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Project Scorpio "performance is remarkable"

Microsoft has officially confirmed the new Xbox console's specs to our friends at Digital Foundry

At E3 2016 Xbox head Phil Spencer announced Project Scorpio for the first time. He promised a massively powerful console that would offer true 4K gaming but also would be compatible with the entire Xbox family of systems, including the Xbox One and One S. "No one gets left behind," he said. Now, in a world exclusive reveal for Gamer Network, Digital Foundry has gotten the official scoop on Scorpio's final specifications and performance, and early impressions are very solid.

Richard Leadbetter was invited to Microsoft's Redmond campus and was given a complete walk-through by Xbox engineers of Scorpio's capabilities and how the team arrived at its design choices.

"Combining smart design with sheer horsepower, Project Scorpio hits the six-teraflop target set for it as E3 last year thanks to a custom GPU that has been designed, from day one, to maximise the performance of existing Xbox One games - and that runs at an unprecedentedly high clock speed for a console," he says.

"The GPU is paired with 12GB of very fast GDDR5 memory and a custom eight-core CPU, and the whole thing is housed in a compact body with integrated power supply and, for a console, state-of-the-art cooling. Performance is remarkable. We saw a Forza Motorsport demo running on the machine at native 4K and Xbox One equivalent settings, and it hit 60 frames per second with a huge performance overhead - suggesting Scorpio will hit its native 4K target with ease on most games, and have power to spare to spend on other visual improvements."

Forza running in 4K at 60FPS with 'a huge amount of overhead left over'

Importantly, even if you don't own a 4K television, the Scorpio should be very effective at downsampling to 1080p. In fact, Leadbetter reports that Microsoft has mandated that all developers make their titles easy to downsample on Scorpio and that they should all run at the same frame-rate or higher as the standard Xbox One. [Update: MS has now clarified that Scorpio will automatically supersample titles on developers' behalf if they are running on a 1080p TV, so there's no extra work required on their end.]

"We wanted to maintain 100 percent backwards compatibility with Xbox One and Xbox One S while also pushing the performance envelope"

And for consumers who have vast Xbox One libraries, their games should see a nice visual boost when played on Scorpio. "We wanted to maintain 100 percent backwards compatibility with Xbox One and Xbox One S while also pushing the performance envelope," explains Nick Baker, Distinguished Engineer, Silicon.

As you can see from the handy specifications chart Digital Foundry put together below, Scorpio is quite a leap up from the Xbox One and is still a good deal more powerful than Sony's PS4 Pro. And yet, even with super powerful components, Microsoft managed to fit the pieces into a fairly slim design with an integrated power supply. The company even went so far as to design a custom cooling system similar to those found on high-end GPUs like the GTX 1080 from Nvidia.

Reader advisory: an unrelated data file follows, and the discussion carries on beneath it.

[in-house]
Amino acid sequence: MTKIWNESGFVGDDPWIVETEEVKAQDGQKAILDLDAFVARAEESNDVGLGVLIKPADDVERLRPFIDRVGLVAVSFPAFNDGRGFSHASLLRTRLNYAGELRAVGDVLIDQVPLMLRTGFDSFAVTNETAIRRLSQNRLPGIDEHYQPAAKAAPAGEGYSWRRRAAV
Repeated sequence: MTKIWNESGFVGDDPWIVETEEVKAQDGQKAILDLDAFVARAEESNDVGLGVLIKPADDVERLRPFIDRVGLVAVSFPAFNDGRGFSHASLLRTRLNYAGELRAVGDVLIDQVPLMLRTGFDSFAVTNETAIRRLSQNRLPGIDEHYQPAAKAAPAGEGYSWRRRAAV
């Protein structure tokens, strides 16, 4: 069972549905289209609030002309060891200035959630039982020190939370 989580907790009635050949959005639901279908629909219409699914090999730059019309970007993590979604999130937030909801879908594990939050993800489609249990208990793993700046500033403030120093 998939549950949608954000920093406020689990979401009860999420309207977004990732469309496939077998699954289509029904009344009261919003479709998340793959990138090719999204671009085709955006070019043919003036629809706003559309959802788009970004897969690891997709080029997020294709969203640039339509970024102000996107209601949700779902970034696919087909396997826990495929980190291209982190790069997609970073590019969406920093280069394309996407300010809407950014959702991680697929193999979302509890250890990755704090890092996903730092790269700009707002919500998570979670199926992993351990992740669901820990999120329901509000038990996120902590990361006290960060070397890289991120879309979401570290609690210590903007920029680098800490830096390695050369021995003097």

"We went to a custom designed adapted centrifugal fan for this design," notes Leo Del Castillo, general manager of Xbox hardware design. "It kind of looks like a supercharger on a car, it looks like an intercooler almost. Every part about this is custom designed for the application."

Del Castillo actually constructed a Scorpio right in front of Leadbetter but promised that the final form factor of the console for consumers would be revealed at E3. The eight cores in the Scorpio are custom x86 from AMD, not the new Ryzen technology that some had speculated would be in the console. Part of that decision comes down to price. There's no doubt that Scorpio will command a premium price, but Microsoft has to control costs somewhere.

A breakdown of the Scorpio's modular components

"On the CPU side of things, we could still meet our design goals with the custom changes we made," Kevin Gammill, Group Program Director of the Xbox Core platform, points out. "At the end of the day we are still a consumer product. We want to hit the price-points where consumers want to purchase this. It's about balancing the two."

Another detail to note is the lack of Kinect support, further minimising the chances of Microsoft attempting a third revival of the troubled motion-sensing device. Digital Foundry explains that "since port arrangement is based on Xbox One S, there's no return for the original Xbox One's Kinect port". If Scorpio owners are determined to use Kinect with the new console will be required to purchase a USB adapter that was released alongside the Xbox One S.

The absence of a Kinect port is no surprise. Three years ago, Microsoft decided to stop bundling the camera with Xbox One and sell the two separately - a move that instantly improved the console's sales. The following year saw both a price cut for the Xbox version of Kinect and the end of production for the Windows iteration.

There's plenty more Scorpio discussion in the full article, including much deeper dives into what each Scorpio specification means for the machine's performance.

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James Brightman avatar

James Brightman


James Brightman has been covering the games industry since 2003 and has been an avid gamer since the days of Atari and Intellivision. He was previously EIC and co-founder of IndustryGamers and spent several years leading GameDaily Biz at AOL prior to that.